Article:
Abstract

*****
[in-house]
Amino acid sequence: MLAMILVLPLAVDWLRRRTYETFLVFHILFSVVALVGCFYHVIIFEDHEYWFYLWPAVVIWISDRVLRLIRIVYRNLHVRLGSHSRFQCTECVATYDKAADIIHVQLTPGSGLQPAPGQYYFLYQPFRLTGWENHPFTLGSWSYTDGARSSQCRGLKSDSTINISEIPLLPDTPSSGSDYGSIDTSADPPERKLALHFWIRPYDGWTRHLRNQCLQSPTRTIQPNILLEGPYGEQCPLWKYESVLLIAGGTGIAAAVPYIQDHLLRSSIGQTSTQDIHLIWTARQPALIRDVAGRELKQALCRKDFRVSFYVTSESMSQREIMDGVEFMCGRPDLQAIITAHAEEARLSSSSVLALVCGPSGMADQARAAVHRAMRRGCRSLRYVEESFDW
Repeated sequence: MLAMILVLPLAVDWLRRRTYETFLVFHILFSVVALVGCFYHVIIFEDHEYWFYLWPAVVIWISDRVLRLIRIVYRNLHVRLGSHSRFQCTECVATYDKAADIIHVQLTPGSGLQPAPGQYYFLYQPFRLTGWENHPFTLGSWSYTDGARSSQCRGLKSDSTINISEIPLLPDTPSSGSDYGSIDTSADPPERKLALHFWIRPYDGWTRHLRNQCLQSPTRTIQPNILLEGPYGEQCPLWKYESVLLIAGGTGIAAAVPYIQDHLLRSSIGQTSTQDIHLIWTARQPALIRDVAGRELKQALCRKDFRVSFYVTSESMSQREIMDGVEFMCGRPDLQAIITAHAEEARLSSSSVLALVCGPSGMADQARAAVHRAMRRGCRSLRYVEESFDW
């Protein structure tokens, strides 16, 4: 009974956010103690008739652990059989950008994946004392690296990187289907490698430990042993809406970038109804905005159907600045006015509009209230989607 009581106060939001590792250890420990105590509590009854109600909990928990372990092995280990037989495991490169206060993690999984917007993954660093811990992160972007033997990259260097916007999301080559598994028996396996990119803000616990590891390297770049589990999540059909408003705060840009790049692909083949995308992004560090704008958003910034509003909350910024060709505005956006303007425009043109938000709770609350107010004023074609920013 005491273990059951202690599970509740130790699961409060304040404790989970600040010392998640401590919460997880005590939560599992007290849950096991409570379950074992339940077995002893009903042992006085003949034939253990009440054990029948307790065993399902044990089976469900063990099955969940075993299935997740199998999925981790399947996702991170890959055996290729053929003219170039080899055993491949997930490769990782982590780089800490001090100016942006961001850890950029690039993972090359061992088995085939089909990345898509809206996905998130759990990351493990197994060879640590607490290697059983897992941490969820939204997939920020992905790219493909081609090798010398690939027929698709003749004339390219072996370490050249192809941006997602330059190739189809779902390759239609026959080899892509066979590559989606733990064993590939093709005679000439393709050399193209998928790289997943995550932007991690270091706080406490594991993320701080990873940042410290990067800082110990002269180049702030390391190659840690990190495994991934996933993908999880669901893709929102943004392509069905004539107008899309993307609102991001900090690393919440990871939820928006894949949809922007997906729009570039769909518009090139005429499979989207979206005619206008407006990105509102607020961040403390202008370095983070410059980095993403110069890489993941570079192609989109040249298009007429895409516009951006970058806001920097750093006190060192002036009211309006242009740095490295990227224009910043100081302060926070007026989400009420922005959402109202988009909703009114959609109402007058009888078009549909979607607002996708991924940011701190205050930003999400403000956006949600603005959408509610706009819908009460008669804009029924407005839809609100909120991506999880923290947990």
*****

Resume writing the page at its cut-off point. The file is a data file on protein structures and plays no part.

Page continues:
As iron sulfide mineral phases are important sedimentary sinks for naturally occurring or contaminant metals, it is important to know the fate of metals during the diagenetic transformation of primary sulfide minerals into more stable phases, such as pyrite (FeS2). Furthermore, the trace metal content of pyrite has been proposed as a marine paleoredox proxy. Given the diverse low-temperature diagenetic formation pathways for pyrite, this use of pyrite requires validation. We, therefore, studied nickel (Ni) and cobalt (Co) incorporation into freshly precipitated mackinawite (FeSm), and after experimental diagenesis to pyrite (FeS2) using S0 as an oxidant at 65 °C. Metal incorporation was quantified on bulk digests using ICP-OES or ICP-AES. Bulk mineralogy was characterized with micro-X-ray diffraction (micro-XRD), documenting the transformation of mackinawite to pyrite. Epoxy grain mounts were made anoxically of mackinawite and pyrite grains. We used synchrotron-based micro-X-ray fluorescence (μXRF) to map the distribution of Co and Ni, as well as to collect multiple energy maps throughout the sulfur (S) K-edge. Iron (Fe) and S K-edge micro-X-ray absorption near edge spectroscopy (μXANES) was used to identify the oxidation state and mineralogy within the experimentally synthesized and diagenetically transformed minerals, and map end-member solid phases within the grain mounts using the multiple energy maps. Metal-free FeSm transformed to pyrite, with residual FeSm detectable. Co- and Ni-containing FeSm also transformed to pyrite, but with multiple techniques detecting FeSm as well as S0, implying less complete transformation to pyrite as compared to metal-free FeSm. These results indicate that Co and Ni may inhibit transformation for FeSm to pyrite, or slow it down. Cobalt concentrations in the solid diminished by 30% during pyrite transformation, indicating that pyrite Co may be a conservative tracer of seawater or porewater Co concentrations. Nickel concentrations increased several-fold after pyrite formation, suggesting that pyrite may have scavenged Ni from the dissolution of primary FeSm grains. Nickel in pyrites thus may not be a reliable proxy for seawater or porewater metal concentrations.

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